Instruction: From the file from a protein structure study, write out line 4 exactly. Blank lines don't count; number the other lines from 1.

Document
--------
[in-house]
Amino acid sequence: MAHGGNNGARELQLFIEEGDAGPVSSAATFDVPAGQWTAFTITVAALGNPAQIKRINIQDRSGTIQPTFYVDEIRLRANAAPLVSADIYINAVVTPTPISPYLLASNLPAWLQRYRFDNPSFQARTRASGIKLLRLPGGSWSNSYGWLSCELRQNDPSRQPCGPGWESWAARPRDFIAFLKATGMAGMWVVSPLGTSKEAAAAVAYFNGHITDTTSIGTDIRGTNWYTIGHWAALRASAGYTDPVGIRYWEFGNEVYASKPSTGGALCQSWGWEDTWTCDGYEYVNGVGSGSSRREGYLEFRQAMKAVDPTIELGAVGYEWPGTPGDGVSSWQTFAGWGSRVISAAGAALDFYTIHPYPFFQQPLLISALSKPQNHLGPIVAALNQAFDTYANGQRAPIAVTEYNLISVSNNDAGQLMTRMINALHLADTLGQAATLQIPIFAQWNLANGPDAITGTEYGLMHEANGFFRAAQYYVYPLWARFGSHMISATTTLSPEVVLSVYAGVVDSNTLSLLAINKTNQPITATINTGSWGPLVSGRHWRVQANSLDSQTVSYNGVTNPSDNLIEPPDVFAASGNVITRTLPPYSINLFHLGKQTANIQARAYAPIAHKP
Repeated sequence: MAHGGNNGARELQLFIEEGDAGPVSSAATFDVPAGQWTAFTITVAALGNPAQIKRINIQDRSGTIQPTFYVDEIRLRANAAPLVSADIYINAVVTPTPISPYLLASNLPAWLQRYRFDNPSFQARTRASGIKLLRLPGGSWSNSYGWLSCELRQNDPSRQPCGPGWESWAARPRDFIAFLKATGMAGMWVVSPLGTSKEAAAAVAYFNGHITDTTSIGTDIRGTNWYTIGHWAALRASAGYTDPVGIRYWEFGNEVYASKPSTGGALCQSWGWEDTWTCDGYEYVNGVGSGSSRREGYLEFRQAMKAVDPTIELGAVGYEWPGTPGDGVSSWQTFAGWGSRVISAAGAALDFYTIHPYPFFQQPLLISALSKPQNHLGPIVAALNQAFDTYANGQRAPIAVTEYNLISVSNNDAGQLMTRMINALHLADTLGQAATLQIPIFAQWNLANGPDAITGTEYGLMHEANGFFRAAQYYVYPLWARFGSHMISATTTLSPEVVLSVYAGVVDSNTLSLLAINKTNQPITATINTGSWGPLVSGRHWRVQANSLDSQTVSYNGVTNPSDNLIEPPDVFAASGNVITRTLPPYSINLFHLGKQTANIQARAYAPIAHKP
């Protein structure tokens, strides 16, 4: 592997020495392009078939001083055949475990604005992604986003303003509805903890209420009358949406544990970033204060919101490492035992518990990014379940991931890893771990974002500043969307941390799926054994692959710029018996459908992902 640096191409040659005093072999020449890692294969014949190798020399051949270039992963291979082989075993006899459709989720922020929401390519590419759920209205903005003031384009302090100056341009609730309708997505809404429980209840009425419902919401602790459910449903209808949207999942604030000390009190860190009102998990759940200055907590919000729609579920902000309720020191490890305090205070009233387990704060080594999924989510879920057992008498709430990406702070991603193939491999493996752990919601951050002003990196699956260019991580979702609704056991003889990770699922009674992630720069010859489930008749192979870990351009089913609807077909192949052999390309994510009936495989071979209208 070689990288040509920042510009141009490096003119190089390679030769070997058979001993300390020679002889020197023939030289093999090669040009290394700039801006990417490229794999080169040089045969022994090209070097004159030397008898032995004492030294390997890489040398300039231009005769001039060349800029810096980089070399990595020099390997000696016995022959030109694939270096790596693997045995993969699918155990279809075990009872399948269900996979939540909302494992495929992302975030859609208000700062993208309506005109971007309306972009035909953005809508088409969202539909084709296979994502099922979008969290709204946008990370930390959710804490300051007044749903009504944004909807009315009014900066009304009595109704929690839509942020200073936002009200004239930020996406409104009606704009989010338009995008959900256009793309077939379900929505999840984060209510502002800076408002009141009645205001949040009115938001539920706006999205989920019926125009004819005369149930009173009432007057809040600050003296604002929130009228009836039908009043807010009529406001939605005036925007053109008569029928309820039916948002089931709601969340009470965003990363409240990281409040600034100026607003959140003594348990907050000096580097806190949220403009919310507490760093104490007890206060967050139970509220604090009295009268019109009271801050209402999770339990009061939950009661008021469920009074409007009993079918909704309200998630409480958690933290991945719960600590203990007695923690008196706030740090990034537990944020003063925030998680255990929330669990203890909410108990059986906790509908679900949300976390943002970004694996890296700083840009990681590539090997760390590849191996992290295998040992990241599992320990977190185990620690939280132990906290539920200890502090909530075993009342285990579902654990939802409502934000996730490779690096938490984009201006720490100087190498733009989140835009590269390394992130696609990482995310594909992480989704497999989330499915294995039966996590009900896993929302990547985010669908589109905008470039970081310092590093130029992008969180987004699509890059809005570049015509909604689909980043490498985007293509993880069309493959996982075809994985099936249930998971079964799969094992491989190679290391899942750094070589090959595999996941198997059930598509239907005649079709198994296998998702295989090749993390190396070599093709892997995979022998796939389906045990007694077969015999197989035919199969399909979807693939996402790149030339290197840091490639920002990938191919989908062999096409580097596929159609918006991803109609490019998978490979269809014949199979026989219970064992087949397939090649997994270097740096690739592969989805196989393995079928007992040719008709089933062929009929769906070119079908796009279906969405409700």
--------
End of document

């Protein structure tokens, strides 16, 4: 592997020495392009078939001083055949475990604005992604986003303003509805903890209420009358949406544990970033204060919101490492035992518990990014379940991931890893771990974002500043969307941390799926054994692959710029018996459908992902 640096191409040659005093072999020449890692294969014949190798020399051949270039992963291979082989075993006899459709989720922020929401390519590419759920209205903005003031384009302090100056341009609730309708997505809404429980209840009425419902919401602790459910449903209808949207999942604030000390009190860190009102998990759940200055907590919000729609579920902000309720020191490890305090205070009233387990704060080594999924989510879920057992008498709430990406702070991603193939491999493996752990919601951050002003990196699956260019991580979702609704056991003889990770699922009674992630720069010859489930008749192979870990351009089913609807077909192949052999390309994510009936495989071979209208 070689990288040509920042510009141009490096003119190089390679030769070997058979001993300390020679002889020197023939030289093999090669040009290394700039801006990417490229794999080169040089045969022994090209070097004159030397008898032995004492030294390997890489040398300039231009005769001039060349800029810096980089070399990595020099390997000696016995022959030109694939270096790596693997045995993969699918155990279809075990009872399948269900996979939540909302494992495929992302975030859609208000700062993208309506005109971007309306972009035909953005809508088409969202539909084709296979994502099922979008969290709204946008990370930390959710804490300051007044749903009504944004909807009315009014900066009304009595109704929690839509942020200073936002009200004239930020996406409104009606704009989010338009995008959900256009793309077939379900929505999840984060209510502002800076408002009141009645205001949040009115938001539920706006999205989920019926125009004819005369149930009173009432007057809040600050003296604002929130009228009836039908009043807010009529406001939605005036925007053109008569029928309820039916948002089931709601969340009470965003990363409240990281409040600034100026607003959140003594348990907050000096580097806190949220403009919310507490760093104490007890206060967050139970509220604090009295009268019109009271801050209402999770339990009061939950009661008021469920009074409007009993079918909704309200998630409480958690933290991945719960600590203990007695923690008196706030740090990034537990944020003063925030998680255990929330669990203890909410108990059986906790509908679900949300976390943002970004694996890296700083840009990681590539090997760390590849191996992290295998040992990241599992320990977190185990620690939280132990906290539920200890502090909530075993009342285990579902654990939802409502934000996730490779690096938490984009201006720490100087190498733009989140835009590269390394992130696609990482995310594909992480989704497999989330499915294995039966996590009900896993929302990547985010669908589109905008470039970081310092590093130029992008969180987004699509890059809005570049015509909604689909980043490498985007293509993880069309493959996982075809994985099936249930998971079964799969094992491989190679290391899942750094070589090959595999996941198997059930598509239907005649079709198994296998998702295989090749993390190396070599093709892997995979022998796939389906045990007694077969015999197989035919199969399909979807693939996402790149030339290197840091490639920002990938191919989908062999096409580097596929159609918006991803109609490019998978490979269809014949199979026989219970064992087949397939090649997994270097740096690739592969989805196989393995079928007992040719008709089933062929009929769906070119079908796009279906969405409700």